Emergency, Emergency, This is America’s Infrastructure Calling

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Brendan Bechtel, USA Today

America must renew its infrastructure to avoid economic decline. We know that our basic infrastructure fails to meet the demands of the 21st century as we daily encounter crumbling bridges, outdated airports and pot-holed highways. Indeed, The American Society of Civil Engineers grades U.S. infrastructure a D+.

Today, America’s agencies and companies tasked with sustaining our aging infrastructure are in emergency triage mode. We are trying to do the best for as many “patients” as we can with the limited support and resources available, but we can’t help feeling like our chances of long-term success are slipping through our fingers. The backlog of emergency infrastructure repairs is beginning to overwhelm our nation’s ability to efficiently make the life-extending repairs needed.

In both emergency medicine and infrastructure, older patients require extra care. Although our venerable infrastructure assets have performed admirably for many years, they are now old and outdated. From the technology used to design them to the techniques and materials used to build them, many of our critical public structures and facilities are inefficient, expensive to maintain and lacking in long-term resiliency.

The world around us is transitioning from the age of industrial infrastructure to the age of smart infrastructure and large-scale investment is required. Investment that will provide a compelling return in the form of resilient and “smart” infrastructure, a cleaner environment, better quality of life and sustainable American jobs — putting thousands of people to work on projects that will support economic growth and national competitiveness.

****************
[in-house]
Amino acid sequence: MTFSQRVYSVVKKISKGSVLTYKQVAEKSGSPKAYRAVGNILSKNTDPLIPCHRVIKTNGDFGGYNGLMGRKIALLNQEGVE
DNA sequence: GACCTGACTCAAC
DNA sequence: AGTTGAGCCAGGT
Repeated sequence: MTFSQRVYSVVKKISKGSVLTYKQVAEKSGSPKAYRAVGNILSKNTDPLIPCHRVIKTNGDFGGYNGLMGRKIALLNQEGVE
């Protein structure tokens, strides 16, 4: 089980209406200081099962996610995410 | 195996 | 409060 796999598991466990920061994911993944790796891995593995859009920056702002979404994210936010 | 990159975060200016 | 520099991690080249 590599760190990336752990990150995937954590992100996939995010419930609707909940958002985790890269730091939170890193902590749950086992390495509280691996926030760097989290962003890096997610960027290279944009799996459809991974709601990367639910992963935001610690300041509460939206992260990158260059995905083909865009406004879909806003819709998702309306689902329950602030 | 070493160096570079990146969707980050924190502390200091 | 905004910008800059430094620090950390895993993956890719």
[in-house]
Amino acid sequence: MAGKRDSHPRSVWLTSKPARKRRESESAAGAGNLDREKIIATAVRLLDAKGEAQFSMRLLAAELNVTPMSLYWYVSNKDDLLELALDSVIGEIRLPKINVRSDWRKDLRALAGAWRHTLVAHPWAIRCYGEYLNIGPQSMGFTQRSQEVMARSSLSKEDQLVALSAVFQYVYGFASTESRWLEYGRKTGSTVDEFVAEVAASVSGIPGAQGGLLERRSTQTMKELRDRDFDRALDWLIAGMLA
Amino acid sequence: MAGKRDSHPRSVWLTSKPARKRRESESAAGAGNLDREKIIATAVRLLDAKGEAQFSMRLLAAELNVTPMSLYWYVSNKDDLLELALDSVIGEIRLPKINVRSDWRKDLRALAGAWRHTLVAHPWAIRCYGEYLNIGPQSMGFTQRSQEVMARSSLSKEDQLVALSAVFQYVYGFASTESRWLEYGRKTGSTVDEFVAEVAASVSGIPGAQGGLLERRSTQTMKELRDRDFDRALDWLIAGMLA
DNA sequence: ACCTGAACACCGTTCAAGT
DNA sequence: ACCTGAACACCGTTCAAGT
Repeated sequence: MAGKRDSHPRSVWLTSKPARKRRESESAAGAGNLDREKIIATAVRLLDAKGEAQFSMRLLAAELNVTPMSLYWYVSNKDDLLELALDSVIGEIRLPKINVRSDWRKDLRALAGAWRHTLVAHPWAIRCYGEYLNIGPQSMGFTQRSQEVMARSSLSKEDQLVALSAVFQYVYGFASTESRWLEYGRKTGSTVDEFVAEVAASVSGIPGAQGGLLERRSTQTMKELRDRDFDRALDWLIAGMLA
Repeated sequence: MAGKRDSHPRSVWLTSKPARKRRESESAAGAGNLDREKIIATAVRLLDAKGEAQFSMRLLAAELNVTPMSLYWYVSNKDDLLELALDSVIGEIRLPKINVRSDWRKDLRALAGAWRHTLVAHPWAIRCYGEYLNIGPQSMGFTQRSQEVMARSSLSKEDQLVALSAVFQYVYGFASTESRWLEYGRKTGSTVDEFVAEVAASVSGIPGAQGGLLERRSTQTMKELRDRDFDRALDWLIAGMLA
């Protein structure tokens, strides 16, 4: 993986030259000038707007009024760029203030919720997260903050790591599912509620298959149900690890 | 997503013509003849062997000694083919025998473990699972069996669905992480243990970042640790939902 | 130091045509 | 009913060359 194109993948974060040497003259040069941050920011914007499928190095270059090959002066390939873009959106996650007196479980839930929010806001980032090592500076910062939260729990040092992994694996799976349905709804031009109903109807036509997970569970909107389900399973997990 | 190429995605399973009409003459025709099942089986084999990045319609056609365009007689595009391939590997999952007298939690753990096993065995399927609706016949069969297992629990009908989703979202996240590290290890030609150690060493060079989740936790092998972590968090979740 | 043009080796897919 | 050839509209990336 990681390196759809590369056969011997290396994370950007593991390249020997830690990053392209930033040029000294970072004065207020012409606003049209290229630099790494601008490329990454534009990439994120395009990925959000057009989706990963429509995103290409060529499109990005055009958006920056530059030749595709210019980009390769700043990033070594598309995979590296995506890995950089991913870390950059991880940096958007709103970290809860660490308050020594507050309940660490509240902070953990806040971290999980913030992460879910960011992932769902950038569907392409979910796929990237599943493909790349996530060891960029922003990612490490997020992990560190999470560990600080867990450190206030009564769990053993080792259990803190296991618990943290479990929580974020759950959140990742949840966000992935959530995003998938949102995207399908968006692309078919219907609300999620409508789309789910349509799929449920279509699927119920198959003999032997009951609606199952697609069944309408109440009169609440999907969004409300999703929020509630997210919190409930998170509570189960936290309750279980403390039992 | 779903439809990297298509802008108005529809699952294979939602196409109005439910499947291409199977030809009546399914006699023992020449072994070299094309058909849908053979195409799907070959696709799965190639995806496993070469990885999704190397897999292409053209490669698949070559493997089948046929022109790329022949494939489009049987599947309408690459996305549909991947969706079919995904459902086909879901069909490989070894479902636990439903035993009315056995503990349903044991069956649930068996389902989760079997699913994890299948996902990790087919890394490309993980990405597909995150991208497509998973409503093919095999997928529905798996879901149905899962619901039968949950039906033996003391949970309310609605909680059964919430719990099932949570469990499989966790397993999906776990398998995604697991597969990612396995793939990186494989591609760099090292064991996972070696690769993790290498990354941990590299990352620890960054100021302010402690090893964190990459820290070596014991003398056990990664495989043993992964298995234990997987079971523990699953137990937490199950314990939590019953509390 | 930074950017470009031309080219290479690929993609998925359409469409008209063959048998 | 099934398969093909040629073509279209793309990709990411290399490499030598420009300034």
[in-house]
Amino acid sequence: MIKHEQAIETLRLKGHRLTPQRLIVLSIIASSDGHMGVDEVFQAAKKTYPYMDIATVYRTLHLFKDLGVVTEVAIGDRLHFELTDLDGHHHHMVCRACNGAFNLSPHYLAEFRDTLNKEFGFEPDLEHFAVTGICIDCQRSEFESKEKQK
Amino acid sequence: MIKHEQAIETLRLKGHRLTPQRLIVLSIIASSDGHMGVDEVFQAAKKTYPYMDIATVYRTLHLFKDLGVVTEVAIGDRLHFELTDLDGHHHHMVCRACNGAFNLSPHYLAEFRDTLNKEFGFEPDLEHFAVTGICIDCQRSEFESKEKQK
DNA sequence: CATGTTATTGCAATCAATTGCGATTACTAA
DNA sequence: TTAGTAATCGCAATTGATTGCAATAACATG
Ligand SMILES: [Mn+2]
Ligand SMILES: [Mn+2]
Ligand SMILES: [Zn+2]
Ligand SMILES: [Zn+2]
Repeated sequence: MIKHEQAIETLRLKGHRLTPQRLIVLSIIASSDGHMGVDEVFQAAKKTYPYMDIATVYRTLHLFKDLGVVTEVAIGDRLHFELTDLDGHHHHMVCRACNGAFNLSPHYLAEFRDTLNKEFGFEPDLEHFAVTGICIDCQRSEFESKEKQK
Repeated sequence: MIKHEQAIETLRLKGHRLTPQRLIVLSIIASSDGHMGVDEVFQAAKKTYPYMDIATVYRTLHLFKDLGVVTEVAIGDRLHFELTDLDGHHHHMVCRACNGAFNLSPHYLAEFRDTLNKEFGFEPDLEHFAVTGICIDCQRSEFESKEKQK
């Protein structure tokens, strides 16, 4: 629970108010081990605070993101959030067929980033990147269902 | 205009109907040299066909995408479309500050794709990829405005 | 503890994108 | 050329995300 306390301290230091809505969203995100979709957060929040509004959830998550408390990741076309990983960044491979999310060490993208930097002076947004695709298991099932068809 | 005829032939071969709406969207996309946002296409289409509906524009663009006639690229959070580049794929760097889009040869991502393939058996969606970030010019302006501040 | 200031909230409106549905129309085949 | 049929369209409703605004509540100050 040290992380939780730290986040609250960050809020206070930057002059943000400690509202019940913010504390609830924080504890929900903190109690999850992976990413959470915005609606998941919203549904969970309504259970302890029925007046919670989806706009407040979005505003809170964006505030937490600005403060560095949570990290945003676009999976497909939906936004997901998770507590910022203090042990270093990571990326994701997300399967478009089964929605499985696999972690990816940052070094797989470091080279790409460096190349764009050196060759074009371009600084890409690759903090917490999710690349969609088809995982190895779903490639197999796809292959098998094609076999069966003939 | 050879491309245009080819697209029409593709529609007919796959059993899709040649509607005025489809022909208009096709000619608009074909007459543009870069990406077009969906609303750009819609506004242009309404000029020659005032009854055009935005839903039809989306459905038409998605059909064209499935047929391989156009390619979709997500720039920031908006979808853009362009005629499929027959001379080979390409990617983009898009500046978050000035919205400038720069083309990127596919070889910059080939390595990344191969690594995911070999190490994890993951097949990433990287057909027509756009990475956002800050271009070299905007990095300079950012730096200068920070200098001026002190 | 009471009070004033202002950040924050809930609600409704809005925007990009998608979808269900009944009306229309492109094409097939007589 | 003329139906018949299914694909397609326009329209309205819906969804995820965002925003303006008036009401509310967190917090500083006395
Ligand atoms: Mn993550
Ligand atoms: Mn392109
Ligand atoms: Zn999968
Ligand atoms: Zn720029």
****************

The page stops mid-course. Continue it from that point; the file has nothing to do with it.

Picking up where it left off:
A world-class approach to infrastructure will produce integrated systems that sense the environment, analyze Big Data and act autonomously and instantly to increase efficiency and minimize risk. Imagine a dam that not only senses rapidly rising water levels and dispatches flood control commands that divert upstream water flow but also adjusts traffic signals to reroute vehicles away from flood zones and triggers early-dismissal advisories for schools in high-risk areas. The result: smooth traffic flow, less pollution, reduced stress on bridges and roads and, most important, enhanced safety for everyone.

The current state of transportation, water distribution and other infrastructure in the United States is significantly below average for developed nations. We must act urgently to invest in our nation’s long-term competitiveness. Innovative delivery options are available that harness private sector innovation. We need to urgently improve policy frameworks that unlock the full potential of Public-Private Partnership (P3) approaches and encourage investment in smart infrastructure. Canada has developed a robust and efficient P3 market that is a world-class model and should be considered and adapted for use here in the U.S.

Federal leadership and state-by-state commitment to rebuilding the nation’s critical infrastructure has to be one of America’s top priorities, replacing chronic under-investment with smart investment — investment that leverages private sector innovation and technology.

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